> concrete examples to weight it down and make it seem like something
> applicable to the real world.
>
> (Thus far, I have convinced exactly *one* person to start learning Haskell.
> This person being something of a maths nerd, their main complaint was not
> about naming or abstraction, but about the "implicitness" of the language,
> and the extreme difficulty of visually parsing it. Perhaps not surprising
> comming from a professional C++ programmer...)
>
>> At the same time, I think everyone is arguing *for* better documentation.
>> And you're probably right: better documentation will bring the abstract
>> nonsense down to earth somewhat.
>
> Amen!
>
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On Sat, Jan 17, 2009 at 7:33 AM, Lennart Augustsson <[hidden email]> wrote:
Thinking that Functor allows you to apply a function to all elements
in a collection is a good intuitive understanding. But fmap also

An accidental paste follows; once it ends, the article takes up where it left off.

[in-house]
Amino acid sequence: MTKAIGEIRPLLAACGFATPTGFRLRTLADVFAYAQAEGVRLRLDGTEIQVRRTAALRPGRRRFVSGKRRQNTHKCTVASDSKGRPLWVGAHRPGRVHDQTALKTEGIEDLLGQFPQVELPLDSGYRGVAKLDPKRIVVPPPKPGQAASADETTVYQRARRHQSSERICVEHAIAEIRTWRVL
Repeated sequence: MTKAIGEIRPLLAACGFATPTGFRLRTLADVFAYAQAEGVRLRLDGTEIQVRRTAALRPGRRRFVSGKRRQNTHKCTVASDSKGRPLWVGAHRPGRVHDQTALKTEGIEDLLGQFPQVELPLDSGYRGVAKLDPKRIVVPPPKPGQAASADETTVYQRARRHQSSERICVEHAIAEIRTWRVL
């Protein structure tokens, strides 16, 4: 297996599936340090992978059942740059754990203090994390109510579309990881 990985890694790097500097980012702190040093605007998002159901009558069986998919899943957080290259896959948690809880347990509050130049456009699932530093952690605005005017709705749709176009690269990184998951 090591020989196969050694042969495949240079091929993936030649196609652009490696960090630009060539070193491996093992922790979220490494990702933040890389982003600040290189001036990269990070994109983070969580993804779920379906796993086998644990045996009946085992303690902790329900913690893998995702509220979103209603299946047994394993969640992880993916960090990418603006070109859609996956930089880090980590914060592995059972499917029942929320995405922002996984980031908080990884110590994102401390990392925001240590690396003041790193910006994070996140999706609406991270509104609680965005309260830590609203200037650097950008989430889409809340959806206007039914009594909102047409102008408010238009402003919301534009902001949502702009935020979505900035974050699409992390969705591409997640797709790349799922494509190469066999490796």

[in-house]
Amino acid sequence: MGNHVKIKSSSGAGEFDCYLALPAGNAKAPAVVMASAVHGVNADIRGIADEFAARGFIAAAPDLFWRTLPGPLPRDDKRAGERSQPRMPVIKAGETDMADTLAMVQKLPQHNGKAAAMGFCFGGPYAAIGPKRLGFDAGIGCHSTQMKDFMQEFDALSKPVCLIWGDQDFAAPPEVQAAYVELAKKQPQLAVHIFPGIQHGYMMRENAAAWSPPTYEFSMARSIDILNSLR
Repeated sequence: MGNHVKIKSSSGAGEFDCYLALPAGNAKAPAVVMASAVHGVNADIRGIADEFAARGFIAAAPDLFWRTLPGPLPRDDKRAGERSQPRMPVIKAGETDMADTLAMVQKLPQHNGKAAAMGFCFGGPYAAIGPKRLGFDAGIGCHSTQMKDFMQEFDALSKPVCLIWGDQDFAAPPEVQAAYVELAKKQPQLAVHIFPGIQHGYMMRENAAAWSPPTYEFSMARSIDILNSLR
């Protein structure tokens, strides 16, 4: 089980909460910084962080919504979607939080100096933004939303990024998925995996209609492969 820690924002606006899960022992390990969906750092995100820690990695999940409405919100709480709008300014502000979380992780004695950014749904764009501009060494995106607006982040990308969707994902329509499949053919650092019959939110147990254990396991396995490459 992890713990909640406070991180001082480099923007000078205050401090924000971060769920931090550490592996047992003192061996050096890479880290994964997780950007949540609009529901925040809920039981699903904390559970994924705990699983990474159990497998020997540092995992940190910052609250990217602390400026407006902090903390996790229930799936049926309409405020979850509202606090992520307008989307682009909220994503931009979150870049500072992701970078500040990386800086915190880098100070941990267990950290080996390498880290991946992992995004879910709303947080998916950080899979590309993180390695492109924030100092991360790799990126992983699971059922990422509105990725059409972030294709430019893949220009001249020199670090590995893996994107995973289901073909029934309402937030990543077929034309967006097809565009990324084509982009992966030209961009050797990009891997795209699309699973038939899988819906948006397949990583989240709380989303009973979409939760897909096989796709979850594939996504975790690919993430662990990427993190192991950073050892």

allows applying a function on "elements" of things that can't really
be called collections, e.g., the continuation monad.
I hadn't even thought about fmap for continuations... interesting!
It falls out of the logic though doesn't it?
I'm not one to throw all the cool mathematical and logical thinking out for "simpler terms" or not covering the full usefulness of certain abstractions.
I know Haskell allows for lazy evaluation (as an implementation of nonstrictness) but Haskell programmers are NOT allowed to be lazy :)
Try learning the terms that are there... and ask for help if you need help... most of us are pretty helpful!
Improving documentation can pretty much *always* be done on any project, and it looks like that's coming out of this long thread that won't die, so kudos to the ones being the gadflies in this instance. It really looked at first like a long troll, but I think something very useful is going to come out of this!
Dave
 Lennart
On Sat, Jan 17, 2009 at 11:17 AM, Andrew Coppin
< [hidden email]> wrote:
> Cory Knapp wrote:
>>
>> Actually, that was part of my point: When I mention Haskell to people, and